Peter Falk

Q&A with American Art Expert Peter Falk

Peter has been a leader in art reference publishing during the past 40 years. He is best known as the author of the biographical dictionary, Who Was Who in American Art. He is currently the Chief Curator and Editor of Discoveries in American Art, which is the only art publication largely focusing on bringing greater recognition to the lives and works of artists that were marginalized or slipped through the cracks of art history.

Peter Falk, photo by Don Leeds.

How did you get started in the art world?

It’s in the genes. My mother was an artist and went to RISD. At Brown, I was split between art studio and art history. I did my graduate work at RISD. Then I had no money. Zero. I liked poking around the antique shops in Providence and would pick up Old Master prints, becoming self-taught. I kept turning $20 purchases into $500 by selling them to galleries in New York and Boston, realizing I was becoming a “picker” a.k.a a “runner.” But I also knew that it was too tough to continue that route as a sustainable business. Fortunately, one day I found some drawings in a shop that looked an awful lot like those of Winslow Homer. I did research and tracked down the artist’s estate collection. Turned out the artist was a good friend of Homer but he wound up becoming completely forgotten. He was historically significant, having produced a huge series of on-the-spot drawings documenting the Civil War battles, post-war reconstruction, and the nation’s Westward expansion. This huge  collection had been stored away in trunks in a log cabin on the edge of the Vermont State Forest. I was stunned. The family was willing to sell, and in full bravado I convinced my mother to take out a home equity loan. Within a few months I had sold half of it to a major museum and the other half to a dealer. I made enough money to pay off all my college tuition, buy a car, and buy a new fishing boat for my mother. Right after I sold it, I sent a letter to Harvard thanking them for accepting me into their graduate program (for yet another degree) but that I had decided to decline. Ever since, I knew that my niche would be that of an art detective and historian. But in the process of unearthing more collections I realized that the art reference books were woefully weak, incomplete, and filled with errors. Even though I knew nothing about publishing, I thought I could do better. I knew that everyone interested in art was looking for a quality purchase but needed reliable information for looking up an artist’s bona fides. So, I launched my own publishing company and produced a series of “finding aids” for anyone wanting to dig deeper in art research — biographical dictionaries, museum exhibition records, even conservation and forensics. The other side of the coin is always “What’s it worth?” That challenge resulted in producing the world’s largest database of art auction price results. That publishing venture was later acquired by In short, while everyone was looking for gold I was selling picks and shovels.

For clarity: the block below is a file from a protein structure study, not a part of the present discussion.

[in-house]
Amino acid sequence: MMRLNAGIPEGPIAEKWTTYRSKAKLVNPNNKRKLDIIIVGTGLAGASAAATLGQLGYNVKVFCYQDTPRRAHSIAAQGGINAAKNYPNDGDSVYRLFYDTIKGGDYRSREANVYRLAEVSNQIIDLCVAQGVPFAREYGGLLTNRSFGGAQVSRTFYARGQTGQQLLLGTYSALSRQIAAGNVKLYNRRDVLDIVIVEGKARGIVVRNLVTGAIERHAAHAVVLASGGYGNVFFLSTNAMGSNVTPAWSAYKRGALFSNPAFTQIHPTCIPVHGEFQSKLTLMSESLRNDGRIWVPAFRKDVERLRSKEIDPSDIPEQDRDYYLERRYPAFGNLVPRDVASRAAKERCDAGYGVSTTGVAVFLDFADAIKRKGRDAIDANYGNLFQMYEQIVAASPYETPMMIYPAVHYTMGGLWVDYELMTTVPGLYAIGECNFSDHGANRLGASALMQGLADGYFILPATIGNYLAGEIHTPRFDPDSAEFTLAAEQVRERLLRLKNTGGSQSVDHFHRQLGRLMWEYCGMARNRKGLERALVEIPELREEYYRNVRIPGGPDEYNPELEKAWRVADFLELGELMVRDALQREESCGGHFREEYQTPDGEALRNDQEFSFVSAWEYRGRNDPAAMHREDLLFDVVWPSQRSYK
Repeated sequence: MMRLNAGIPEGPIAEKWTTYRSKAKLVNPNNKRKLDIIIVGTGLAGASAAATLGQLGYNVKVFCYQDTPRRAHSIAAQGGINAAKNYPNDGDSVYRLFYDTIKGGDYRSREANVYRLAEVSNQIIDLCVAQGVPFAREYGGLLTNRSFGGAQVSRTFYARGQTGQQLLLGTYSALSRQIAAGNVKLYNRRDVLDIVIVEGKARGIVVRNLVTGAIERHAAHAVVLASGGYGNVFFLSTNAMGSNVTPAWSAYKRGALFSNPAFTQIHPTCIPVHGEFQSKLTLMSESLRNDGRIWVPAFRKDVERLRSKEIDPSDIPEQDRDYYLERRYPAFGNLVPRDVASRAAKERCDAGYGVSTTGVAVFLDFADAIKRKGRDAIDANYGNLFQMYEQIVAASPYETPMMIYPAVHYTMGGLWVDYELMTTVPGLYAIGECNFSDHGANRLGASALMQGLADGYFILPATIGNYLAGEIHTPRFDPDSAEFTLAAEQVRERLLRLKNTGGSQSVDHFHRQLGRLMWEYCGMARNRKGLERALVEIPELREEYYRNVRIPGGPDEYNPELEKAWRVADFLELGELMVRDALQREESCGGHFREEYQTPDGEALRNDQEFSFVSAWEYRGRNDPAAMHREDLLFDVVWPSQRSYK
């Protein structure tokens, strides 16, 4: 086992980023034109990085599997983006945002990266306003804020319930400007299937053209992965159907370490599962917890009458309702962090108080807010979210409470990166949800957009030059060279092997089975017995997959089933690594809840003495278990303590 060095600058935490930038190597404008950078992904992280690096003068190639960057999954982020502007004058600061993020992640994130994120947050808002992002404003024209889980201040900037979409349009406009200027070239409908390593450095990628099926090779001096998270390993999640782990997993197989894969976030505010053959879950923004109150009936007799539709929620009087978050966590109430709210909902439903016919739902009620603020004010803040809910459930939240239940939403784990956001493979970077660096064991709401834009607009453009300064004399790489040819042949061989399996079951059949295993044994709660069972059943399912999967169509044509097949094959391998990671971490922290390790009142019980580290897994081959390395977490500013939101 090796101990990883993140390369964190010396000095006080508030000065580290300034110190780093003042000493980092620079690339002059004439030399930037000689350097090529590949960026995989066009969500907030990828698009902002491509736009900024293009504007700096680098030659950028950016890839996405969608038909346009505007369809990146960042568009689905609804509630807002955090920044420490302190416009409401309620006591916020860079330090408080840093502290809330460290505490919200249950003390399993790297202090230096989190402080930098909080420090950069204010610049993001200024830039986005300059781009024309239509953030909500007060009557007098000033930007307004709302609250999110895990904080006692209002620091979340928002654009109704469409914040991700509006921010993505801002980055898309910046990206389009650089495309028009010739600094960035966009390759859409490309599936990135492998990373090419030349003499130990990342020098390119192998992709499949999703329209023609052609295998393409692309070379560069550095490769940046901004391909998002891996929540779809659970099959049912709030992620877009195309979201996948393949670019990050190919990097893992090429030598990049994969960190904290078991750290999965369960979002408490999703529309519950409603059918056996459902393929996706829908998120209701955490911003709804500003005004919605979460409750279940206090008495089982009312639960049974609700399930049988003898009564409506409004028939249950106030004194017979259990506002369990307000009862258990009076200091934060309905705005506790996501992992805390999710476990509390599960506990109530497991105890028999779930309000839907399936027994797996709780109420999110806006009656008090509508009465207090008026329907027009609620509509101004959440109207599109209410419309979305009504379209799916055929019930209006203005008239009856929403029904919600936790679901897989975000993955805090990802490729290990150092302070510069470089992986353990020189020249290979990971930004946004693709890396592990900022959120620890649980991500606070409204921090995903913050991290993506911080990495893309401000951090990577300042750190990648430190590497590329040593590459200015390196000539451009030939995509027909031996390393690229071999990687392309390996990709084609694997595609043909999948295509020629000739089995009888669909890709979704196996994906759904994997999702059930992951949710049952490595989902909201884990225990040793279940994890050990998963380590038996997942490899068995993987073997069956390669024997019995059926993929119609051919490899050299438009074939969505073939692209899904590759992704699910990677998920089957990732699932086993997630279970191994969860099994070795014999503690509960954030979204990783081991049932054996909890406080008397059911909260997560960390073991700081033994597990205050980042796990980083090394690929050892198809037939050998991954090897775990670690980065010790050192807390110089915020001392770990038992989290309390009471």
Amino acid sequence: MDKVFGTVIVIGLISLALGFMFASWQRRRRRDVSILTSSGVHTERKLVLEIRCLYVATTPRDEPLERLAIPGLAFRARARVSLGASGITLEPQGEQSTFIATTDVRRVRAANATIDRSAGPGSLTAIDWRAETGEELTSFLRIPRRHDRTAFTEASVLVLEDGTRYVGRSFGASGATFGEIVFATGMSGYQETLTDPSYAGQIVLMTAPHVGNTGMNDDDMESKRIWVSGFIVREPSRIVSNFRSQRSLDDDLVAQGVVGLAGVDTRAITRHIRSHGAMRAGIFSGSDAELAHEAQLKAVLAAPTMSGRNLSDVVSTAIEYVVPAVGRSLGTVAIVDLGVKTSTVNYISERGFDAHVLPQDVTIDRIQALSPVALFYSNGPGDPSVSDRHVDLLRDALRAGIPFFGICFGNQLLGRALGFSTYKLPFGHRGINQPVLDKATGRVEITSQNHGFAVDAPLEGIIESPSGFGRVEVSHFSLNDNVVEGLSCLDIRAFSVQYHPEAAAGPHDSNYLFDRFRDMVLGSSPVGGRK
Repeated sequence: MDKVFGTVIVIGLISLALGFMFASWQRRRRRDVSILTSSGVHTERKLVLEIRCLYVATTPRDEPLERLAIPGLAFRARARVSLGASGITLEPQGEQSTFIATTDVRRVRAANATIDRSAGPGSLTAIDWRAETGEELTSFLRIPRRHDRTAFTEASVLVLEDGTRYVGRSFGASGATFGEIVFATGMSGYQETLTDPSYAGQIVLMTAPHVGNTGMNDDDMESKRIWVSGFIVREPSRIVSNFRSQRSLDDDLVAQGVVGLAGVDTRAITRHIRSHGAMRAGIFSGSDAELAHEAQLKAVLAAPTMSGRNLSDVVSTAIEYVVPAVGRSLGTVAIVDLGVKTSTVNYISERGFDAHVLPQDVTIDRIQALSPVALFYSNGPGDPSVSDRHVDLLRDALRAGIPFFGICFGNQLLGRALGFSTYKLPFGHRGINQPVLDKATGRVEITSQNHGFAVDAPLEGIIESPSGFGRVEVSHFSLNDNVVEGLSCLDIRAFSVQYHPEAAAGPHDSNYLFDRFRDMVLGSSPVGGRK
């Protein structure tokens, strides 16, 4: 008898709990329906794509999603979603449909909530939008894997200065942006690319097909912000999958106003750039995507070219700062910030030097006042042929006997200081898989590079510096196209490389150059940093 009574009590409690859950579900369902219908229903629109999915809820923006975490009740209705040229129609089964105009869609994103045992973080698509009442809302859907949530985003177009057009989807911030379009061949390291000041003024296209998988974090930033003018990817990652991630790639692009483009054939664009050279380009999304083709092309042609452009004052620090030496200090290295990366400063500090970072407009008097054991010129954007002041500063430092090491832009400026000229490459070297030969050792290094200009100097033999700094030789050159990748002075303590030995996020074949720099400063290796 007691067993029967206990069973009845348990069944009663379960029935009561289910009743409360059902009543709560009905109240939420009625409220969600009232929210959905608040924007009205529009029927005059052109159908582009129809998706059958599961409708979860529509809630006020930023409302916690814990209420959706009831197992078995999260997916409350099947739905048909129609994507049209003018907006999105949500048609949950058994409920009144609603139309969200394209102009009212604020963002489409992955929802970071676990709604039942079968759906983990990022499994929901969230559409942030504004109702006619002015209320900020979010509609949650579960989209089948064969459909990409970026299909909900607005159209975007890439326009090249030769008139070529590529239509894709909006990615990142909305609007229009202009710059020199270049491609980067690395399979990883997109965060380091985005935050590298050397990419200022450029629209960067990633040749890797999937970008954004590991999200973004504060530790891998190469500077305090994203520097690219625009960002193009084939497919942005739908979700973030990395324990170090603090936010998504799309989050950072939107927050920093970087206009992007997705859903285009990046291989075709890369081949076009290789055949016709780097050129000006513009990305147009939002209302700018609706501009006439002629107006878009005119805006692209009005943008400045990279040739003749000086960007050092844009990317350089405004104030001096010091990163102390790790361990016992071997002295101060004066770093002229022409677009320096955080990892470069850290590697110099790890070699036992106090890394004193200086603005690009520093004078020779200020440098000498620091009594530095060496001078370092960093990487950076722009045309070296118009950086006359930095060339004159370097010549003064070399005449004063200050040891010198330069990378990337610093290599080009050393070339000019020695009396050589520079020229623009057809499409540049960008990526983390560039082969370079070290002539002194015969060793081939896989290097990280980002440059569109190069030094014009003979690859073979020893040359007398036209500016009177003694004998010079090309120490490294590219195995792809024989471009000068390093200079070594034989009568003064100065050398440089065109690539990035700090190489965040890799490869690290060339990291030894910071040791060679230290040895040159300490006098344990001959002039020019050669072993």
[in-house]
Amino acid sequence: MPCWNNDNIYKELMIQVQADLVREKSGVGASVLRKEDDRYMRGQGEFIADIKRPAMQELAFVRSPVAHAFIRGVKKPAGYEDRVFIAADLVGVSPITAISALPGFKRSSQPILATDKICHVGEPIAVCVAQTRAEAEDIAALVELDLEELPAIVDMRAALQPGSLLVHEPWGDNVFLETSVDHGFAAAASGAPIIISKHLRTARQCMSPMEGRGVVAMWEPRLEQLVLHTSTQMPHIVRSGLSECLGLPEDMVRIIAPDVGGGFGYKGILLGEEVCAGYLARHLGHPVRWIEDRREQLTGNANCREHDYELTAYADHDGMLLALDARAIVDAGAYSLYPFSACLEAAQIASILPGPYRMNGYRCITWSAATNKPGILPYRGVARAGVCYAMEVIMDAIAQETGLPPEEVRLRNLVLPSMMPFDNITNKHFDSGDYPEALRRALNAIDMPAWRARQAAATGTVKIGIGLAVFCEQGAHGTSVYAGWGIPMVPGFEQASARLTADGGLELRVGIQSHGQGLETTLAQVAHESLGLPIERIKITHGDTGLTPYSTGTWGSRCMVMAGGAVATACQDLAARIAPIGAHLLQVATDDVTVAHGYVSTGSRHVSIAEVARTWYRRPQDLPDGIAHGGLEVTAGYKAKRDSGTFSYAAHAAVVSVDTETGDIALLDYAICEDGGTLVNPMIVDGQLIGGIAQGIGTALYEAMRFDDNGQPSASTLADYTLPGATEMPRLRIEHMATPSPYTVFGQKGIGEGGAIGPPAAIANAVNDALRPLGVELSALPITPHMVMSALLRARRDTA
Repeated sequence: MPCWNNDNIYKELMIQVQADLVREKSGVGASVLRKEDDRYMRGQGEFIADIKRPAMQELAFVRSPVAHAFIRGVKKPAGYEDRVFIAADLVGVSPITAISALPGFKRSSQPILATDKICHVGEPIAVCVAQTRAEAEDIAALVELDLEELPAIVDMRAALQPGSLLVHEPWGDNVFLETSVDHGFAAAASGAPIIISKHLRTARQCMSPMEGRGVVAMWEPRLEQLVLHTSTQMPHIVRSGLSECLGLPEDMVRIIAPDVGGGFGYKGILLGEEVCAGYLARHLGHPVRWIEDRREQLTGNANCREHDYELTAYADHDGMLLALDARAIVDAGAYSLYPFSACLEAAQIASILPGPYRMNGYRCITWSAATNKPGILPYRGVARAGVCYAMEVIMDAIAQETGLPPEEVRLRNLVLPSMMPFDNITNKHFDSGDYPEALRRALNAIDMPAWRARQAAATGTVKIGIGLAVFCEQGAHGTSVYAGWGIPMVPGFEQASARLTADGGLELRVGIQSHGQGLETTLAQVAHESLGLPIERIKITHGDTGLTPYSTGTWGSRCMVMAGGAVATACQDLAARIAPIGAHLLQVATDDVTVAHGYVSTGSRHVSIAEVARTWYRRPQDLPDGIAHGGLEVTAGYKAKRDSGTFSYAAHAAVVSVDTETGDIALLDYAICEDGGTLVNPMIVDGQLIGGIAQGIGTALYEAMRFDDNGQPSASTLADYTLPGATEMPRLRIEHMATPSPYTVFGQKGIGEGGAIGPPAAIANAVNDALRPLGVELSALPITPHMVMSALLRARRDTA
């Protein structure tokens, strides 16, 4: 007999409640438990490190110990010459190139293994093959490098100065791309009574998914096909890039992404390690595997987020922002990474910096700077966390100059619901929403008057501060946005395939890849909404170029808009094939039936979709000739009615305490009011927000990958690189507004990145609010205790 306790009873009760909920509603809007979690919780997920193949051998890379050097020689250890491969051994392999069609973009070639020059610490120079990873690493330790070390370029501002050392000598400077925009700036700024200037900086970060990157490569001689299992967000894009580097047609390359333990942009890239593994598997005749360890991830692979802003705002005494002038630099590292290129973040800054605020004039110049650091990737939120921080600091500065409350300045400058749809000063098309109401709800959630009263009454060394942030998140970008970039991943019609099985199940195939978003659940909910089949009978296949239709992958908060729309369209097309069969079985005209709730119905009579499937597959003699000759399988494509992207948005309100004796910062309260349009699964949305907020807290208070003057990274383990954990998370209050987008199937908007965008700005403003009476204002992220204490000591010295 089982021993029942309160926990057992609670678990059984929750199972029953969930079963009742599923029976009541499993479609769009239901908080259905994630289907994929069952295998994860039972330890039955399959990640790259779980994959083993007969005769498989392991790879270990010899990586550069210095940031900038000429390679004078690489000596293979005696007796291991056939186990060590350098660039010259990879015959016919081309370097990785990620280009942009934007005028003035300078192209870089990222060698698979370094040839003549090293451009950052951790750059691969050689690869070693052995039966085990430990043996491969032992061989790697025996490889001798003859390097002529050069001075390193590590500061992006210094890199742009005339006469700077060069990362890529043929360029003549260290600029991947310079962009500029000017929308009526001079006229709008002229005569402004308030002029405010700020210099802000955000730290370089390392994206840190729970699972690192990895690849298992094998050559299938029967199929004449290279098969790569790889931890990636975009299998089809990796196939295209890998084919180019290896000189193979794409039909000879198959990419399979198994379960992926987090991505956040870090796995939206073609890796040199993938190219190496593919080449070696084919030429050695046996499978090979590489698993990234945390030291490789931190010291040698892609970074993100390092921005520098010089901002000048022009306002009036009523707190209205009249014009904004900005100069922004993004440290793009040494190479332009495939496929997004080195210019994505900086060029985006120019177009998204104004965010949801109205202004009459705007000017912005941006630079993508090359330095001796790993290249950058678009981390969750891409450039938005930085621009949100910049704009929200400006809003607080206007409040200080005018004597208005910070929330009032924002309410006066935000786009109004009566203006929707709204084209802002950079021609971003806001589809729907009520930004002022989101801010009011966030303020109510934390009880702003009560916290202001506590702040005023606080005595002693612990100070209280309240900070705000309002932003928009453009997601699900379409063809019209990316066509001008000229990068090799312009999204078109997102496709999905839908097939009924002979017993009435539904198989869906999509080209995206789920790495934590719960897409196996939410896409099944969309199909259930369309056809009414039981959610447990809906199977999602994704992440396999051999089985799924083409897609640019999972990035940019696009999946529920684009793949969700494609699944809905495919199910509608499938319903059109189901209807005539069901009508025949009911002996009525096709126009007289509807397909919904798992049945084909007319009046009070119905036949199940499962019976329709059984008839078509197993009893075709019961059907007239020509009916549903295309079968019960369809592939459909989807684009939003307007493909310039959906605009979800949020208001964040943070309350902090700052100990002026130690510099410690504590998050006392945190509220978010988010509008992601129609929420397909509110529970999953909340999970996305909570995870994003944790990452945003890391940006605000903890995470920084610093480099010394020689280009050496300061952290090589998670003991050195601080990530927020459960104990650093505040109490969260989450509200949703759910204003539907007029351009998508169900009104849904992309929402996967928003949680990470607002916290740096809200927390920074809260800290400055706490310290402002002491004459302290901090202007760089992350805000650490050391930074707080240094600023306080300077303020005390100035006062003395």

What are your influences and inspirations?

To start, if it’s not one thing it’s your mother and, of course, my father. Both high school and college were powerful periods of development because I had incredible teachers and professors — even though along the way I had no idea the specific profession I wanted to pursue.

What advice would you tell your younger self?

Reach out and form a network of trusted affinity partners so that you can accomplish more sooner.

Do you have any advice for new dealers/artists?